Oh and while we’re on the subject, tell us what you guys use your basements for. Are they storage only? Completely abandoned? Livable square footage with extra bedrooms and bathrooms? Man caves? Rooms where monsters live like in Home Alone? Spill it.
*I also mentioned our basement project to my very-expert-in-construction friend last weekend (at his wedding – I know, great “you just got married, but let’s talk about Drylok” conversation skills on my part). First question he asked was “you used oil-based, right?” I quickly responded “of course,” too embarrassed to admit our first coat mistake. Lesson learned.
Figuratively and literally. And we need your help.
Last week the drain in our bathtub started to act up a bit. Nothing too alarming since growing up with three sisters taught me that shower drains periodically get a little hairy and need some cleaning to keep going with the flow. Well, then our plumbing world came to a halt. The drain went from slowly letting water through to a no-drop-shall-pass policy in the course of one post-basement-painting shower.
Annoyed, but mostly unphased, we broke out some tried and true de-clogging techniques:
- Fishing around with our fingers (gross, we know) dislodged a decent-sized Sherr-ball, but didn’t open the floodgates as we expected.
- Plunging released a few more items we’d rather not have seen again, but still no change in water level.
- Even our 25 foot-long drain snake (i.e. auger) was a waste of time (though we had low expectations for it anyways).
- So then we broke out the boiling water trick that had saved our kitchen sink last year. After five attempts we had only succeeded in adding more water to our tub.
- That’s when we turned to a technique suggested by some of you, a half-cup of baking soda followed by a cup of vinegar. We did that, watched our little drain volcano fizz, let it sit for five minutes, then flushed with hot water. Still no luck. Even our second attempt provided no relief, just more science project flashbacks.
- Sherry even tried the $3 As Seen On TV quality Zip-It tool that someone suggested online. It didn’t yield anywhere close to the über disgusting results shown in the video that we found below (THIS IS NOT ME, AND THAT IS NOT OUR HAIRBALL- in fact our Zip-It came out totally clean)- which we’re half grateful for and half frustrated by.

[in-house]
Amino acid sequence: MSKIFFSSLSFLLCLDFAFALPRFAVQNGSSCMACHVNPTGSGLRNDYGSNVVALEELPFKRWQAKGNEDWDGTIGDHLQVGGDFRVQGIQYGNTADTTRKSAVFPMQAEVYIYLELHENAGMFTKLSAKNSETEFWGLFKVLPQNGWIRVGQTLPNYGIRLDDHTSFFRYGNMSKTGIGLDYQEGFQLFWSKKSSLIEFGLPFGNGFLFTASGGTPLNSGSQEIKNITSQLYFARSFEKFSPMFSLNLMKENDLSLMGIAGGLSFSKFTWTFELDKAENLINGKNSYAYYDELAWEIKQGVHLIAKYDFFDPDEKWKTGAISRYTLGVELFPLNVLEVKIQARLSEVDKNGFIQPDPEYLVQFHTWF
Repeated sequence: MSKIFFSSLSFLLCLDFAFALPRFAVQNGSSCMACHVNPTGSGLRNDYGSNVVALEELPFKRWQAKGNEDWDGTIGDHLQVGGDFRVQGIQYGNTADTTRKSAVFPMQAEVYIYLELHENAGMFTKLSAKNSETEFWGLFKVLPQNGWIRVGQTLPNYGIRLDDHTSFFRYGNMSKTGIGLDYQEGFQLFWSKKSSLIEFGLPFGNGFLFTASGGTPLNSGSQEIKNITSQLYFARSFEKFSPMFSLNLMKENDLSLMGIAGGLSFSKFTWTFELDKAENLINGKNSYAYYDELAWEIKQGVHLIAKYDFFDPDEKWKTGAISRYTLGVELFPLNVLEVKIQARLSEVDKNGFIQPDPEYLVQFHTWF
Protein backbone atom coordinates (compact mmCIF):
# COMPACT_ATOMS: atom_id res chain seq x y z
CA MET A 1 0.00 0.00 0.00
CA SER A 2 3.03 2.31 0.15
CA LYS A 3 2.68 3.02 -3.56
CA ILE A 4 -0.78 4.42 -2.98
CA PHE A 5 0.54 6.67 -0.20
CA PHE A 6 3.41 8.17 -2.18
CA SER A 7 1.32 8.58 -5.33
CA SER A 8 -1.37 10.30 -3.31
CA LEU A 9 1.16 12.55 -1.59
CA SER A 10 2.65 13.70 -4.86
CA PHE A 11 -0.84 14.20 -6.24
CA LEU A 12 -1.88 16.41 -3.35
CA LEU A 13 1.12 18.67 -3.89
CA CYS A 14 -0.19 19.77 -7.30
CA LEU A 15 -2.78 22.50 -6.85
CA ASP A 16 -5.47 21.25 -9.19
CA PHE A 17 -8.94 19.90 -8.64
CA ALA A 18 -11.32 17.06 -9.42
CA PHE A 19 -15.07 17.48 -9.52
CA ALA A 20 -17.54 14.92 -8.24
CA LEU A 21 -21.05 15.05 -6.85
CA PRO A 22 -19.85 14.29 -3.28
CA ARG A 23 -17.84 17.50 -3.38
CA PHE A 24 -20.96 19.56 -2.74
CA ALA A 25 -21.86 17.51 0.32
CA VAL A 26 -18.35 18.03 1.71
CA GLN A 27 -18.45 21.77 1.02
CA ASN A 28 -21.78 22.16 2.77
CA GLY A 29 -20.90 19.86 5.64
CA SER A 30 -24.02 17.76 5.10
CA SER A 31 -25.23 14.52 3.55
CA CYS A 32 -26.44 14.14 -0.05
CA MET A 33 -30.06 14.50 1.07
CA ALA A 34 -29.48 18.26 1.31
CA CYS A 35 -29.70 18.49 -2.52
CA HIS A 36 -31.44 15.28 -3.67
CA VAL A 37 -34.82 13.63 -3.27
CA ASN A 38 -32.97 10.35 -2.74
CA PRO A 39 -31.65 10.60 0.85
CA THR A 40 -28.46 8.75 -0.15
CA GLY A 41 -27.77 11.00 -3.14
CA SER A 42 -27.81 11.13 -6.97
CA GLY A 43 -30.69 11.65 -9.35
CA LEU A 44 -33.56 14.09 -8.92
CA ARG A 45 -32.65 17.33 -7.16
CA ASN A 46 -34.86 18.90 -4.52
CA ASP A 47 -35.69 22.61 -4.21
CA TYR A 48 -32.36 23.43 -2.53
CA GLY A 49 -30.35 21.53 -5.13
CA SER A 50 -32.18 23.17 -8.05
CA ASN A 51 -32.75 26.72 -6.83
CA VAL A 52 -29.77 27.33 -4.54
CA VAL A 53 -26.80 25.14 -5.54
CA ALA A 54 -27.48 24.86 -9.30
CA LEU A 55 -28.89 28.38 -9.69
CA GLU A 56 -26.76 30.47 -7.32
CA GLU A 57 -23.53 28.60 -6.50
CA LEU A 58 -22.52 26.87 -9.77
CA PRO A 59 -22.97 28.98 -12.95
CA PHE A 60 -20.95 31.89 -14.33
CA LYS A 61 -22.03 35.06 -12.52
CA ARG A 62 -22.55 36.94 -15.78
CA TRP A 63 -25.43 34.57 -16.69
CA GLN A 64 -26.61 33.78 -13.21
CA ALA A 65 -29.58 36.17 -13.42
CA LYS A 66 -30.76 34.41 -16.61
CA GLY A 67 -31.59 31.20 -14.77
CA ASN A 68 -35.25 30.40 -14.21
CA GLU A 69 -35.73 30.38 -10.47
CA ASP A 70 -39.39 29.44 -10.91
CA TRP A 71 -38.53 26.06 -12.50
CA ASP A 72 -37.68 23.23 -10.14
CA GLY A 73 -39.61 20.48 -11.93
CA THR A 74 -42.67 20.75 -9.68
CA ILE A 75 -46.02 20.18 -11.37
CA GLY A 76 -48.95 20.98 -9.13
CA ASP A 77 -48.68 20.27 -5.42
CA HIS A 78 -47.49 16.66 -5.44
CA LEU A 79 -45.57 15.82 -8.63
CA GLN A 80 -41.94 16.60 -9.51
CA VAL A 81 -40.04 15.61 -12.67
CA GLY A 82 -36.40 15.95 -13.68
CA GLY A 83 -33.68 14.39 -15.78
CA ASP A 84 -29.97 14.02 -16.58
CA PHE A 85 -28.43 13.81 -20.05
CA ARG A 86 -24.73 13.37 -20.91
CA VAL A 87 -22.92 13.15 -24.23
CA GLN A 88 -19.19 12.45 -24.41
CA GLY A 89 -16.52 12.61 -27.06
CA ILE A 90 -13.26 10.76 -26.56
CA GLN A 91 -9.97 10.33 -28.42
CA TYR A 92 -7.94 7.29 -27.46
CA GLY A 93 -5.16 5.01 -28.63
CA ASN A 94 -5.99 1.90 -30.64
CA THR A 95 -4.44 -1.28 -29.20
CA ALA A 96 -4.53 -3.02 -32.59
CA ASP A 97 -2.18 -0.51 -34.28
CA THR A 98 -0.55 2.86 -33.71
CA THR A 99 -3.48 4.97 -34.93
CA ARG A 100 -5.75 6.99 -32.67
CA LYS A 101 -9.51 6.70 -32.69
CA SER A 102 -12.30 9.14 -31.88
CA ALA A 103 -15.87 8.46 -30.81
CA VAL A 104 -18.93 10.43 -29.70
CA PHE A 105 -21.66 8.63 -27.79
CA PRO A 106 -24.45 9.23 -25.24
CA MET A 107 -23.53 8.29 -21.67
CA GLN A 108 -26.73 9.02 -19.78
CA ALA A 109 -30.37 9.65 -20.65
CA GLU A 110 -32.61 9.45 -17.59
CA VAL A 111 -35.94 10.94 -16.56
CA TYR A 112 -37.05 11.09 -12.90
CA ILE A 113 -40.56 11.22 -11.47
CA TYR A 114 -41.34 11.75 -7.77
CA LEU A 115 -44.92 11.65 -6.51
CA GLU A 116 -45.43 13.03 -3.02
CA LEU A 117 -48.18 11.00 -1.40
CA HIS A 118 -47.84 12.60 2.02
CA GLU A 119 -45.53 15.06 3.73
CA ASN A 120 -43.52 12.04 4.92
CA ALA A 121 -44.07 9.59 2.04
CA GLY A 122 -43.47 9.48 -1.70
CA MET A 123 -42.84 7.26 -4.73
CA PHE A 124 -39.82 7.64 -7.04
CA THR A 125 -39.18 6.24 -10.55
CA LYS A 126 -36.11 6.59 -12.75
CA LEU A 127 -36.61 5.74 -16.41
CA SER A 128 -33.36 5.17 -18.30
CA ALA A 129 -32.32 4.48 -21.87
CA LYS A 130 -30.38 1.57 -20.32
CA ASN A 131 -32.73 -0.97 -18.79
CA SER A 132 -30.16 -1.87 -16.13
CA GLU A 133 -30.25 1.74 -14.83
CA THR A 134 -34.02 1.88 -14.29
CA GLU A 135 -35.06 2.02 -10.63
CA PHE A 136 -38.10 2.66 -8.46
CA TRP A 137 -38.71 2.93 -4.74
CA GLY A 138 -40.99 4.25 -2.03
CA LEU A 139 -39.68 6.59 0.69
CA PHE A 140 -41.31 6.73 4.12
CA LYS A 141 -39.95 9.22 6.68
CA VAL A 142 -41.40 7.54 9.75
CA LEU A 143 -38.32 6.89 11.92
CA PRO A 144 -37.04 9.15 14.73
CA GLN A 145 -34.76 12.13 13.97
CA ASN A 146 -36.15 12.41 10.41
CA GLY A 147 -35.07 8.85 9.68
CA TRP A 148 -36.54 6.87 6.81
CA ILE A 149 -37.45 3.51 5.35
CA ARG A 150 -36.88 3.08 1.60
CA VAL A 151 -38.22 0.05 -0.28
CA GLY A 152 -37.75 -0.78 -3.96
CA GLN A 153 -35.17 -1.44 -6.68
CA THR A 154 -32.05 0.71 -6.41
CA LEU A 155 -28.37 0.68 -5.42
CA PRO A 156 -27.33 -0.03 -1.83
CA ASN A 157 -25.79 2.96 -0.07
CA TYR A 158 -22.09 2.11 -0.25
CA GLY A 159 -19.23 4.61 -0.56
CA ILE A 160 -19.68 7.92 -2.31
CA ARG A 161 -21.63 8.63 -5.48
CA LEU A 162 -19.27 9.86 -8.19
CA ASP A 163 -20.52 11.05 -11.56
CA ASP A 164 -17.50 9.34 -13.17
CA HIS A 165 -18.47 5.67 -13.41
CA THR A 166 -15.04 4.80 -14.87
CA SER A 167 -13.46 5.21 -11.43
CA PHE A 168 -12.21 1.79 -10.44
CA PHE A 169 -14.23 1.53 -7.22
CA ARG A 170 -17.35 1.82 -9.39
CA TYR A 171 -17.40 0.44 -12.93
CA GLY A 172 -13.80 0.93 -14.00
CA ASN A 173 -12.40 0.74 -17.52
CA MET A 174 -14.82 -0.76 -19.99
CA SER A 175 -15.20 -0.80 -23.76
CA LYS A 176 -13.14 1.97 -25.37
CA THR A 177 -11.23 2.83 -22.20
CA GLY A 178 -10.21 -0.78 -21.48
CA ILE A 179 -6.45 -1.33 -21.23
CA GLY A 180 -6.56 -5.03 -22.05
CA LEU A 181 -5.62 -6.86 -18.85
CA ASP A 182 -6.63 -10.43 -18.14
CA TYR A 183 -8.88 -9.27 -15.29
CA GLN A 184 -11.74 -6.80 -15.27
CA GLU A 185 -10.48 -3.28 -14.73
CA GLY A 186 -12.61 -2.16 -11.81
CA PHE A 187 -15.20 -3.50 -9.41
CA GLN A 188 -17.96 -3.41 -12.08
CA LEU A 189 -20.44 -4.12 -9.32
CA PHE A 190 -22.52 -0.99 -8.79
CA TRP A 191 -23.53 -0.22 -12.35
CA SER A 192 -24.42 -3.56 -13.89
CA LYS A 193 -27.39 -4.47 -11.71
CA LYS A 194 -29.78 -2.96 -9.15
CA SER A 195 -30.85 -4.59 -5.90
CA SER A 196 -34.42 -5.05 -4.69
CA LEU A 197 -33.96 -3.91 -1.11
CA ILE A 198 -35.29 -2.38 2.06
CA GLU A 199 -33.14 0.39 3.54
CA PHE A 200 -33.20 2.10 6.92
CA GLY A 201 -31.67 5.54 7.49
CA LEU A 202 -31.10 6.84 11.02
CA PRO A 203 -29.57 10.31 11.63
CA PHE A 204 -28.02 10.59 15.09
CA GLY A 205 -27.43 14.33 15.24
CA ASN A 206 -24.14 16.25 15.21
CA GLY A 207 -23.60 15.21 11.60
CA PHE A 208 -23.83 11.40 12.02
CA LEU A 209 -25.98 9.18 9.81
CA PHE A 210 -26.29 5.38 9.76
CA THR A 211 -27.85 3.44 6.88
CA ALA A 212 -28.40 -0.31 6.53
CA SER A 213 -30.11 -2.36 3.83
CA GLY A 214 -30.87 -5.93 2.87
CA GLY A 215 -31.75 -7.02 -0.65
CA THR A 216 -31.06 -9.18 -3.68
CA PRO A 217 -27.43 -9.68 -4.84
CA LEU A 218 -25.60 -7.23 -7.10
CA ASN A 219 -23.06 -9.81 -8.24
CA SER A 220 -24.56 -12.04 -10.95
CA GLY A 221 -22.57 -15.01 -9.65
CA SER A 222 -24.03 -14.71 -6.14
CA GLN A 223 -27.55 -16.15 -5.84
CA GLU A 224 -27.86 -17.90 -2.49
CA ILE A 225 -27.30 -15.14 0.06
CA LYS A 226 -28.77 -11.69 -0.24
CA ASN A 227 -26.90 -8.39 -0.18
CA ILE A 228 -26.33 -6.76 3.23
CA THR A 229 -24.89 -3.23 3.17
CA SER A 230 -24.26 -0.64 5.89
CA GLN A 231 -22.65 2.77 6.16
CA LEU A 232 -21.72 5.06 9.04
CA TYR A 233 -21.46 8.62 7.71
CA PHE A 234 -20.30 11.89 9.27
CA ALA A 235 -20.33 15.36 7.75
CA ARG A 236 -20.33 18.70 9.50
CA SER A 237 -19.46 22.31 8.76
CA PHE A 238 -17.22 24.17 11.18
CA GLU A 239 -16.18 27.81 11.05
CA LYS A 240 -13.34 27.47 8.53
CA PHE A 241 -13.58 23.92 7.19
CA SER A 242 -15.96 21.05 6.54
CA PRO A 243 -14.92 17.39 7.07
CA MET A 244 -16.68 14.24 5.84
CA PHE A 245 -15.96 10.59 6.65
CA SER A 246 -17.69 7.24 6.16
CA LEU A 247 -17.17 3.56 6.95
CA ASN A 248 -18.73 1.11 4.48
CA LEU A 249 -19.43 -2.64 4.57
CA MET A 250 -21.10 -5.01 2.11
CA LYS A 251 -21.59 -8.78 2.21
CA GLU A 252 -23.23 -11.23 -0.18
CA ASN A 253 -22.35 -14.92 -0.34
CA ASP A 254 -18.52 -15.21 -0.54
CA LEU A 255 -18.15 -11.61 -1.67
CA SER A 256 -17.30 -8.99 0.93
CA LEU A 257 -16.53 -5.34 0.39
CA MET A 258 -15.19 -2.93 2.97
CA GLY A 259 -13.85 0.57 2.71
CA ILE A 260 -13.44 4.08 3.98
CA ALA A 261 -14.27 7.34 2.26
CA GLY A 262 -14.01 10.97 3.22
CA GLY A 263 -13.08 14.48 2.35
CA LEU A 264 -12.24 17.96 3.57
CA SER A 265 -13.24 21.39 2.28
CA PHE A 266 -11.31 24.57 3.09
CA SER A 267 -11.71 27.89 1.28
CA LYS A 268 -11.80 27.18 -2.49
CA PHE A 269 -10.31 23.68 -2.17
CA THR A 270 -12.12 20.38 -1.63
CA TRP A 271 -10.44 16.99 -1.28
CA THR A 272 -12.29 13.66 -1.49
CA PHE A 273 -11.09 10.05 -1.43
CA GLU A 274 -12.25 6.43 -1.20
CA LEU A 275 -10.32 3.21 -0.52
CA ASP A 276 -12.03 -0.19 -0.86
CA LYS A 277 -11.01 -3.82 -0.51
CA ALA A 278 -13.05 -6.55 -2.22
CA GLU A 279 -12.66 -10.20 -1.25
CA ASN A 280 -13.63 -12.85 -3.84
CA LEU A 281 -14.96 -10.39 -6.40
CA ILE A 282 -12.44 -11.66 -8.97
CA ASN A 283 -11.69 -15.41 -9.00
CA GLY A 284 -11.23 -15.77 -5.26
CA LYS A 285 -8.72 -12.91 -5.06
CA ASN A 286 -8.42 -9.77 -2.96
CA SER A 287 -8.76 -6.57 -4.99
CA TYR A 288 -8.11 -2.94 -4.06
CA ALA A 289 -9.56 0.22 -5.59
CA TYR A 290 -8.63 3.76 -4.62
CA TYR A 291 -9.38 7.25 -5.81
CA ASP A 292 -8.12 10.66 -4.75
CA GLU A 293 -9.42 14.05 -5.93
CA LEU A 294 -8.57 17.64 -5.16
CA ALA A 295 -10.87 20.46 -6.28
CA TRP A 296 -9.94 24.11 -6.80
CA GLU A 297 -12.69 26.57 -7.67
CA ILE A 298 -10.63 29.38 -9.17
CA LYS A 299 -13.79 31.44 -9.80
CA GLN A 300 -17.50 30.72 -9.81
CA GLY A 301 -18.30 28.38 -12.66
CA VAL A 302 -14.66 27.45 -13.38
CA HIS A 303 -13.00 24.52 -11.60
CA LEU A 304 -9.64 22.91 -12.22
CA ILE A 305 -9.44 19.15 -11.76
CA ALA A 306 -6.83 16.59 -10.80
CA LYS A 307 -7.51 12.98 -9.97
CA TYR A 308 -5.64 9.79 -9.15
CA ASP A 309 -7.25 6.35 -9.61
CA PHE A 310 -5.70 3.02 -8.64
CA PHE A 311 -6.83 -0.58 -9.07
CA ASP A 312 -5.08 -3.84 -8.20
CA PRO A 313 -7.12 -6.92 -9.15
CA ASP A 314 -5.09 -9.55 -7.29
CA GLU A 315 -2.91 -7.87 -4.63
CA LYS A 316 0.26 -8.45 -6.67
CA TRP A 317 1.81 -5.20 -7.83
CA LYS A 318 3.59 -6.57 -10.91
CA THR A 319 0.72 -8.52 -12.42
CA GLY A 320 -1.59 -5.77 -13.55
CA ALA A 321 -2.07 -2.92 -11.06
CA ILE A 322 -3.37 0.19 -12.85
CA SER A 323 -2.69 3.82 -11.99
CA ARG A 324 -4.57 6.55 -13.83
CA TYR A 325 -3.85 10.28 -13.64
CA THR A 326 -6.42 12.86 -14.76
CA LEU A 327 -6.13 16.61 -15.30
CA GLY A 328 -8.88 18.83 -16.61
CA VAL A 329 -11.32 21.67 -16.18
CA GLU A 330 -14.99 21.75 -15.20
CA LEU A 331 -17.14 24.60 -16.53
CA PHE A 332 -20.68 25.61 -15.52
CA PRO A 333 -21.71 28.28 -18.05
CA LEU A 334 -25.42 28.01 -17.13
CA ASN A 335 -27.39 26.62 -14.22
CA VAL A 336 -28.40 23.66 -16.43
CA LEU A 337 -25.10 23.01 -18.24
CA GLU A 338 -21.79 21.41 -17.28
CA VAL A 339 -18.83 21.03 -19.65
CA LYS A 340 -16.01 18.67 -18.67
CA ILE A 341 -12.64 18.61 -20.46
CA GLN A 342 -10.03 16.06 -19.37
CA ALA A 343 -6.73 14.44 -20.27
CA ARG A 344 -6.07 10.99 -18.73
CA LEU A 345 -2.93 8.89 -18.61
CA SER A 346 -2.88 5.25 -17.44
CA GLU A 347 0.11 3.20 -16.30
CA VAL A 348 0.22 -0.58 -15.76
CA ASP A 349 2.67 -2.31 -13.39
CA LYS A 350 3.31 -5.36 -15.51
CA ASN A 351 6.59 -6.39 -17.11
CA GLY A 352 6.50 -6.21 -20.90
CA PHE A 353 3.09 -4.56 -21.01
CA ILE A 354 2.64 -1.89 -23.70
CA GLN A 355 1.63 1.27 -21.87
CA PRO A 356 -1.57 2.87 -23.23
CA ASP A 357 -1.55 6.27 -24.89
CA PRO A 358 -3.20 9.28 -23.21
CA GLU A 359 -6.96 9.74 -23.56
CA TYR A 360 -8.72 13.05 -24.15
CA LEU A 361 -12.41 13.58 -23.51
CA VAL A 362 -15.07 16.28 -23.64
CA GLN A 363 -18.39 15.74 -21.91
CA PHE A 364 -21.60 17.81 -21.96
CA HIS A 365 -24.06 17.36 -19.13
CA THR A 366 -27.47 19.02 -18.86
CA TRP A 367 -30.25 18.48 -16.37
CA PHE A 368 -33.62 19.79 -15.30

We had renewed hope this weekend after detailing our issue to an expert at the hardware store. He weighed a couple of options for us, and ended up recommending an 100% biodegradable enzyme product called Roebic Laboratories Bacterial Drain Cleaner. It involved mixing two tiny capfulls into 12oz of warm water then dumping it down the drain to sit overnight. The next morning we were pleased to see the twelve ounces of water solution was completely gone (as in, some water had slowly drained!). But our smiles disappeared as soon as the tub started filling up again when we turned on the faucet.
So after two nights of trying the Roebic solution and more showers-turned-baths than we’d like to admit (each followed by manually emptying the water that collected in the tub with a bucket, sigh) – we’re just about ready to call in professional help….
… unless, of course, you guys have any genius solutions for us! Seriously, we’ll try anything (well, anything within reason). Please shower us with suggestions – wait, scratch that water metaphor. Please inundate us with any drain unclogging tips that have worked for you (which we hope will end up solving this case and thereby serving as a great resource for anyone else with drainage issues). You know we’d love to DIY this bugger and declare victory over our clog-that-won’t-quit and we’re not ones to give up without a fight. Fingers crossed we’ll get ‘em in round six!
Update: Oh no we di’innnnnt! We just unclogged the dastardly drain. Woo to the hoo. Here are the details…